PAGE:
Of course, this has become completely ineffective in the course of time, and this has continued for some time in the tradition of keeping the white coat and the distance between doctor and patient. The doctor on a pedestal, for he or she has a knowing, what relates to that which is beside you, that is your body. So that is a person, the doctor, who is of great importance when you are ill. And in the distant past, it was only right that the doctor did not share this knowledge with the patient. Then it became tradition. And that tradition has also passed by and that, one could say, ends in 1968 or something like that, and then it is time for a change and new points of view have to be sought. But that goes hand in hand with loss, of course.
And yes, as doctors, we still felt very strongly the, let me say, breath of the past, we were a kind of idealists after all, we really had ideals with regard to being able to heal, or to may heal. And yes, those ideals that we had were in fact so strong that we also knew that we belong to a professional group in which that ideal is, as it were, embodied; in that sense, as doctors, we are in fact one, a unity, so we are not going to criticise our colleagues, we have to take care, that together we represent that healing impulse, and when we do, we can be sure that when we have to sit between sniffing and coughing patients, and we have had to do that for many years, as a doctor, that we are not afraid that we will get the disease. That is impossible, because you are the healing facility, you represent the principle of health, and you do not have that fear, because you are protected, because you are part of the medical profession. We still had that feeling. That is why it is, of course, quite difficult for older doctors, who have stood or are still standing in their profession from a spiritual point of view, to understand what is happening in this day and age, that the participants in health care - not only the doctors, of course, but also the nurses, for example, who have their own professional position, one might say - are gripped by fear of infection, and they should be, because they have to deal with measures that are very specific. If you work in a hospital and you work with covid-19 patients, there is of course a real chance that you will ingest the virus, no matter what happens then, or that you will ingest and take over the aura of the disease.
That would not have been so bad in the past, I should say, even if it was a bad disease. We have, of course, had many serious epidemics in history, and it is bizarre to think that the medical profession and the nursing profession would have been frightened. That would be the same as when a front soldier has to attack and gets scared. Yes, then he would no longer be able to do so, then he would also become vulnerable and sensitive to the bullet, or whatever comes his way. So that is a loss of wisdom of the power of the ideal.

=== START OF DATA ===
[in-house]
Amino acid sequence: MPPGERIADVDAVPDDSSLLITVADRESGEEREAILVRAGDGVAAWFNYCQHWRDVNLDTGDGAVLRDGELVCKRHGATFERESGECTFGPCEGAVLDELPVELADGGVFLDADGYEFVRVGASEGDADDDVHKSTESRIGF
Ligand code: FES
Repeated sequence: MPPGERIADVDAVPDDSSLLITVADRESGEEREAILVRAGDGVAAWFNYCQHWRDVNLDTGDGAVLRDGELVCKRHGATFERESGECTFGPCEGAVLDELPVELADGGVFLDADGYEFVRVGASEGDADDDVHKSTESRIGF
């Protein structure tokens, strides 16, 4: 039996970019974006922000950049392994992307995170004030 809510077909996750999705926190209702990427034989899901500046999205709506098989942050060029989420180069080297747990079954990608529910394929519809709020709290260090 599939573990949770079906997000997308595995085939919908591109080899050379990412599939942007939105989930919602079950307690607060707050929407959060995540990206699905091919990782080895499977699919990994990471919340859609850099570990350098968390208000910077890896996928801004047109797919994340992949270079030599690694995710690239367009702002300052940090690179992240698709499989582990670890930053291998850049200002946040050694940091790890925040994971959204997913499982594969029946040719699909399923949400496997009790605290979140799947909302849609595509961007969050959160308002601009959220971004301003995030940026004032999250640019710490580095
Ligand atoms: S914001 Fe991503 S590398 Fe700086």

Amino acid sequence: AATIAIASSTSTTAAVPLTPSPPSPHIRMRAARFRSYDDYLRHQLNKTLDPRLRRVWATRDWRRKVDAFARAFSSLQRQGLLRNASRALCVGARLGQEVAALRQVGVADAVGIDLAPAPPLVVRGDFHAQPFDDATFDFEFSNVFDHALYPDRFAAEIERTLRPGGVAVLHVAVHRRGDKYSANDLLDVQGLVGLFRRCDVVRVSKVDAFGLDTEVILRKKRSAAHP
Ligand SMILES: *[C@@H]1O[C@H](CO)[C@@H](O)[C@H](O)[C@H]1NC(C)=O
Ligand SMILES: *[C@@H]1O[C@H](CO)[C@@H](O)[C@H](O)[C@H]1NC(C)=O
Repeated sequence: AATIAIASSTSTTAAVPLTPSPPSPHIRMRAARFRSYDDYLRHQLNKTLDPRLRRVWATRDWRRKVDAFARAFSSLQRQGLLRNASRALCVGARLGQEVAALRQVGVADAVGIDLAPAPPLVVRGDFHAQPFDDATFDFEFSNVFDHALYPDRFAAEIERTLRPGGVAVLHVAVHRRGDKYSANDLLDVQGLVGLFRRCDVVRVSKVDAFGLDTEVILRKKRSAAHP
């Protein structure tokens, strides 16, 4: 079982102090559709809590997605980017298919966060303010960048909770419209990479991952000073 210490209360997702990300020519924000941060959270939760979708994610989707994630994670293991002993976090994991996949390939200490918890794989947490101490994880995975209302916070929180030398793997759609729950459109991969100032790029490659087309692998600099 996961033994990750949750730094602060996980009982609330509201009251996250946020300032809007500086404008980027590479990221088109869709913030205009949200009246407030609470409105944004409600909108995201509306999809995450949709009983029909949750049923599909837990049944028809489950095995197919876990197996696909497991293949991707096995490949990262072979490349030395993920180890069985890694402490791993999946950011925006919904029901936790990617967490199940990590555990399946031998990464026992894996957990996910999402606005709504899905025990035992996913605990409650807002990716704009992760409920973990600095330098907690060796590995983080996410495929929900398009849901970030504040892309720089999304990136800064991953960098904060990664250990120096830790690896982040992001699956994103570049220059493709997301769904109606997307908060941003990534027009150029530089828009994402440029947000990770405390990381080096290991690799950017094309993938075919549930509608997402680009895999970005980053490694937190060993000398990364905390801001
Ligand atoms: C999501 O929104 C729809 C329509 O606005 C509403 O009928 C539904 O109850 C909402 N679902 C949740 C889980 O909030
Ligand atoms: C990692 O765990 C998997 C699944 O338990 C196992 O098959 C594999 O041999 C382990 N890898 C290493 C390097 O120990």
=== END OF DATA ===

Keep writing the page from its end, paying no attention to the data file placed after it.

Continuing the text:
And that is where we are now, with the consequences of this, and I know very well that this loss must take place, because we have to reintegrate this ideal, let me say fully understood and with a conscious will, and from there we have to initiate a new doctor's stand and a new nurse's stand. So we have to go through that valley, but when you are in it, in that valley, it is extremely painful to see that the healthcare system is afraid of infection - and it has to be. Because when, I wanted to say that, when one works with patients with Covid-19, one probably takes over the disease anyway, one has to get tested, one is tested positive and one has to spend ten days in quarantine, which is quite a lot. So it is a concrete fear that prevails there. If you are not afraid that you will die, then at least you are afraid that you will have the disease, that it will be proven and that you will have to go into quarantine. And then it is also understandable that the medical care becomes overburdened, because if you consider that it is highly likely that the care workers will have to be tested mainly, that they will be confronted with positive test results and will then have to go into quarantine, how will this care still work if more and more people working in the care sector have to go into quarantine, although they are not sick at all often, so they do not have any complaints, but they sit at home, to sit out that time, until they are allowed to go back to work. And that, of course, is a very curious development.